LAS VEGAS — Anyone who still believes that ServiceNow is merely a service desk company would have had that notion dispelled with a vengeance at the company’s annual conference, Knowledge, here last week. The more than 20,000 attendees saw everything from mobile HR apps to accounting products as ServiceNow continues to reposition itself as a platform company whose focus is on digitizing workflows.
Those products yielded $2.6 billion USD in revenue in 2018, representing 36 per cent year over year growth. In the first quarter of 2019, subscription revenues were $740 million, with a 98 per cent renewal rate. The goal for 2020 is $4 billion in revenue.
President and CEO John Donahoe said during his keynote that he thinks we’re now at a tipping point at which digital life at work must change to include the great experiences that consumers already receive at home.
“We are on the precipice of technology fundamentally changing our lives at work,” he said. “We are very motivated to help enable that future of work. In fact, it’s at the very core of our purpose as a company. We make the world of work, work better for people.”
Over the course of four days, the company made a series of announcements designed to do just that, including new features available now and others coming in the Q3 2019 release dubbed New York (ServiceNow names its twice-yearly releases after cities; the current one is Madrid, and after New York, in Q1 2020 comes Orlando).
The New York release will include enhancements to the Virtual Agent, released last year, a new IT Operations Management (ITOM) function, and the ability to integrate data from external systems. Two new portals are in the offing: Operator Workspace, and Service Owner Workspace. A third, Agent Workspace, is available now. All three offer unified views of everything the operator, agent, or service owner needs to do his or her job, including providing reporting, analytics, and recommendations where appropriate that are generated by AI. New York also contains a batch of new low and no code development tools, opening app creation to business users as well as programmers.
A strategic partnership with Google Cloud aims to make the Now Platform fully multi-cloud, with the first joint solution expected to be ServiceNow IT Operations Management (ITOM) for Google Cloud. The Now Platform will benefit from Google Cloud’s artificial intelligence (AI) and machine learning (ML) capabilities, which will allow dynamic translation in ServiceNow’s IT Service Management (ITSM) solution beginning in the New York release. Service desk personnel will be able to choose their language of choice and have tickets translated into that language in real time, enabling true follow-the-sun support.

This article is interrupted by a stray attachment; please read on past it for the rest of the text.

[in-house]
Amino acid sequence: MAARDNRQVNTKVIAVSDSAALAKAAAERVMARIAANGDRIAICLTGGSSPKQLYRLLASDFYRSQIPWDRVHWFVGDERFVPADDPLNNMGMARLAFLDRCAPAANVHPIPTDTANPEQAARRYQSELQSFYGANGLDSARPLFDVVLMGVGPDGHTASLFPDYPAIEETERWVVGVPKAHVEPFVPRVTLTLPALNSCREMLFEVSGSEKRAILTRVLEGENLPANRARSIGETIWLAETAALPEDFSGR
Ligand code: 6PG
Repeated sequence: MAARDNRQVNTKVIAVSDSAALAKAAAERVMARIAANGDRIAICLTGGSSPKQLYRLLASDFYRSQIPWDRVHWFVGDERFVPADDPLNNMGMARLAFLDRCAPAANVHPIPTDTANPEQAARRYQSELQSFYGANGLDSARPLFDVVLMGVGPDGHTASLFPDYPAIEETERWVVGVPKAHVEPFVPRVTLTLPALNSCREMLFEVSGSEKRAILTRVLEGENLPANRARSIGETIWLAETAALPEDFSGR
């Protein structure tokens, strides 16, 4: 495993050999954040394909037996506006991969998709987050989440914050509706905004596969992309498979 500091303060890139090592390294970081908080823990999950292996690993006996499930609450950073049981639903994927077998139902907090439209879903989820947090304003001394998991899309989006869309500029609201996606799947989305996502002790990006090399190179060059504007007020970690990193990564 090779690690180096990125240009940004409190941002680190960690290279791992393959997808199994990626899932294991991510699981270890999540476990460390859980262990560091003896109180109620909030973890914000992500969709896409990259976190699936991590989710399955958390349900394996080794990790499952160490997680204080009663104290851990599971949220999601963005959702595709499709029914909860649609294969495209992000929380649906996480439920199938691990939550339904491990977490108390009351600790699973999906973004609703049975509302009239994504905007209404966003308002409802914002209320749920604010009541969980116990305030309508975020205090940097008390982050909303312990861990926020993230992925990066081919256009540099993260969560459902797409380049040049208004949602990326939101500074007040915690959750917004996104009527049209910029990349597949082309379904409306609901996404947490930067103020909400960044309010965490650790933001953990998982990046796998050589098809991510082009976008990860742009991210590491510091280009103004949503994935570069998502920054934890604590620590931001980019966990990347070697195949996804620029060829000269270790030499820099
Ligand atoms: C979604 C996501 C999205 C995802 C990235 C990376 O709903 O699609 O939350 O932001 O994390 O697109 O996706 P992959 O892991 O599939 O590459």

Deloitte, which has been a ServiceNow partner since 2014, has also upped the ante, signing a strategic agreement that will have the companies jointly develop, coordinate, and bring to market solutions built on the Now Platform.
“We’re excited to take our relationship with ServiceNow to a whole new level,” said Janet Foutty, Chair and CEO, Deloitte Consulting LLP, in a statement. “This collaboration will pair Deloitte’s business process transformation, organizational change management and technology implementation expertise with ServiceNow’s platform to create new enterprise solutions that help drive every part of our clients’ digital transformation efforts.”
Added Dejan Slokar, global ServiceNow alliance leader at Deloitte Canada; “We are one of the largest customers of ServiceNow ourselves. I think it speaks to our commitment and to the relationship and to the platform, and recognition of the impact that the platform can have within the enterprise and our relationship with ServiceNow.”
Mobility featured large at the conference. ServiceNow unveiled a mobile onboarding app for HR that walks new hires through 40 of the necessary processes on their smartphones, from signing NDAs through watching orientation videos and choosing benefits, using a voice assistant and AI; it will arrive in the New York release. And days after the end of the event, the company further bolstered its mobile AI capabilities with the acquisition of the in‑app mobile analytics platform and R&D talent of Appsee, an Israeli applications analytics company.
In Canada, ServiceNow GM Marcus LeCuyer said his business is growing according to plan. He now has teams in place to address each of his key markets: public sector, major enterprise, mid-enterprise, and commercial, and customers are moving from individual transactions towards strategic thinking around the platform.
“We’ve been involved with a lot of inspiring engagements,” he said. “(Now) people say, ‘Hey, we’ve got this investment, things are going great, we’re getting the value that we always believed we could have from the ServiceNow investment, but in the IT realm of things. We believe now based on what we’ve seen and heard that we want to look at the art of the possible.’ What I’m excited about is a conversation gone from project-based work, which is just, ‘I need a thing’, to now a more strategic thing where people want to look at a three- to four-year investment roadmap where we’re going to go bigger.”
He’s been having a lot of discussions about mobile strategies, noting that many customers think they need to mature existing applications first before making the move.
“I said ‘If you want to solve for a great employee experience or customer experience, let’s design for mobile right this second. You could put mobile in the hands of an employee or customer, you can give them the same feeling that they get at home. And continue to work on the stuff that you’re doing today to mature it out, because that is a totally different thing,'” he said. “We saw a lot of people’s light bulbs go off and say, ‘Holy cow, you’re so right. Why don’t we just do mobile right this second and we can we can bring our users into a new universe?’ It’s kind of cool.”